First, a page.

Would the following code raise an "unused function 'odd'" warning?

No, of course, in your example "odd" is reachable from "even" which is used outside the recursive definition, so it is not reported as unused.

Is it possible/natural/easy to integrate an "redundant open warning"

The patch proposed by Jun is orthogonal (we have something very similar at LexiFi as well, and I confirm it is very useful!). Note that we need to track all components, not just values, in order to detect useless opens.

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commented Dec 21, 2011

Comment author: @alainfrisch

For those interested in inspecting the patch:
http://caml.inria.fr/cgi-bin/viewvc.cgi?view=revision&revision=11924

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commented Dec 22, 2011

Comment author: @alainfrisch

See also another patch to detect unused open statements (cf #5357):

http://caml.inria.fr/cgi-bin/viewvc.cgi?view=revision&revision=11937

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commented Dec 22, 2011

Comment author: @alainfrisch

And another one for detecting unused type declarations (no clever treatment of recursive definitions yet):

http://caml.inria.fr/cgi-bin/viewvc.cgi?view=revision&revision=11940

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commented Jan 6, 2012

Comment author: @yakobowski

A first batch of feedback: this branch is great! We have already found quite a bit of cruft, and fixed at least one (minor) bug.

That being said, we observe a reproductible crash at typing/env.ml:540 (rev. 11976). The crash occurs for example when compiling gPango.ml in lablgtk 2.14. I have tried to print the faulty/not found path, but it prints as the empty string.

(my diff:
Index: typing/env.ml

--- typing/env.ml (révision 11994)
+++ typing/env.ml (copie de travail)
@@ -537,7 +537,12 @@
r

let mark_type_path env path =

  • let decl = try find_type path env with Not_found -> assert false in
  • let decl = try find_type path env
  • with Not_found ->
  • let name = Path.name path in
  • Format.eprintf "PATH %s@." name;
  • assert false
  • in
    mark_type_used (Path.name path) decl

let mark_type_constr env = function

The messages

ocamlc.opt -w s -c gPango.ml
PATH
Fatal error: exception Assert_failure("typing/env.ml", 544, 4)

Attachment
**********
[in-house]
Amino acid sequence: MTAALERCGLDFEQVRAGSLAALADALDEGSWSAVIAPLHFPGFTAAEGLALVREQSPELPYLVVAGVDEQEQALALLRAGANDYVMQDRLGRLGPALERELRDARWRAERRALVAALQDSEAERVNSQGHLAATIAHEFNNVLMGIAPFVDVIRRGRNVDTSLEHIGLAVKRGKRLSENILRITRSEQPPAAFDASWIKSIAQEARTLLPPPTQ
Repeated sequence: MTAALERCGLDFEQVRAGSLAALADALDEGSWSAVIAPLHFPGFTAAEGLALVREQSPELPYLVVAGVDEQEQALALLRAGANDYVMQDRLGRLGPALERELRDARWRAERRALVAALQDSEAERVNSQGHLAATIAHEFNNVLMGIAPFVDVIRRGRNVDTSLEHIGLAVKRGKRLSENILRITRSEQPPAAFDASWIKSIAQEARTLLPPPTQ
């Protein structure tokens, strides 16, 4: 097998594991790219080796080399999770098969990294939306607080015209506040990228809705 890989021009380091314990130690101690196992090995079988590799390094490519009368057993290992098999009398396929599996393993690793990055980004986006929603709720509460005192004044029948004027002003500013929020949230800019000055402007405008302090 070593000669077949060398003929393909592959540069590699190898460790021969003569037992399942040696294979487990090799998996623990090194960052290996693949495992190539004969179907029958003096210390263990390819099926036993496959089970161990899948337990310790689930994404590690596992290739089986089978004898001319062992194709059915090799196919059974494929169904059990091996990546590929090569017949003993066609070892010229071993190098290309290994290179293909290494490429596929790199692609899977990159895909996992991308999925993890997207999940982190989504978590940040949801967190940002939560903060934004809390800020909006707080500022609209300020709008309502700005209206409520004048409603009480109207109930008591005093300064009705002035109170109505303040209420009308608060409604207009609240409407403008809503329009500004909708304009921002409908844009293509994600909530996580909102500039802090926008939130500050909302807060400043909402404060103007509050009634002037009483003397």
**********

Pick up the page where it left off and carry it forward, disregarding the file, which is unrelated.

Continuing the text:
)

@vicuna

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commented Jan 6, 2012

Comment author: @alainfrisch

Boris, thanks a lot for the feedback.

The assertion is caused by the use of a dummy identifier (unbound_class) in Typeclass. The trivial fix (ignoring this case in mark_type_path) creates false positives. I'll see what to do.

@vicuna

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commented Jan 6, 2012

Comment author: @alainfrisch

I've committed a fix.

@vicuna

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commented Jan 12, 2012

Comment author: @yakobowski

Thanks, the fix worked great. We have finished cleaning up all of Frama-C, with great success. In particular, we found a subtle name-capture bug in the gui, that we had attributed to the Mac implementation of Gtk :-) There was only one warning I think is incorrect; it can be reproduced using bug.ml{,i}.

To summarize our experience: the only trouble we had was with pretty-printers or debug code, but I think we can live with 'let _pretty' or 'let _ = ignore foo' for now. (A whitelist mechanism would however be great: perhaps special comments?) All in all, those warnings are extraordinarily useful, especially in a big code base that has changed a lot. We strongly support the inclusion of this branch in the compiler.

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commented Jan 12, 2012

Comment author: @ygrek

the only trouble we had was with pretty-printers or debug code
Please, can you elaborate? Why a pretty-printer will cause a trouble with this patch?

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commented Jan 12, 2012

Comment author: @yakobowski

The issue was essentially with "pretty-debuguers". Some of our types are not exported at all, so their pretty-printers might very well not be referenced anywhere. We use those pretty-printers only when we want to test a broken invariant that is related to the hidden type.

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commented Jan 12, 2012

Comment author: @alainfrisch

Boris: thanks again for your feedback and support!

I've committed a fix (rev 12016) for the bug you reported.

I don't think we should introduce a new syntax to disable the warning on specific identifiers. What's wrong with "let () = ignore ..."?

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commented Jan 12, 2012

Comment author: @alainfrisch

I've committed an extra warning (36) to detect unused constructors. A constructor is considered to be used when used in positive position (to create a value), not in patterns.

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commented Jan 17, 2012

Comment author: @alainfrisch

Will be merged soon.

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commented Jan 18, 2012

Comment author: @alainfrisch

The branch has been merged to the trunk.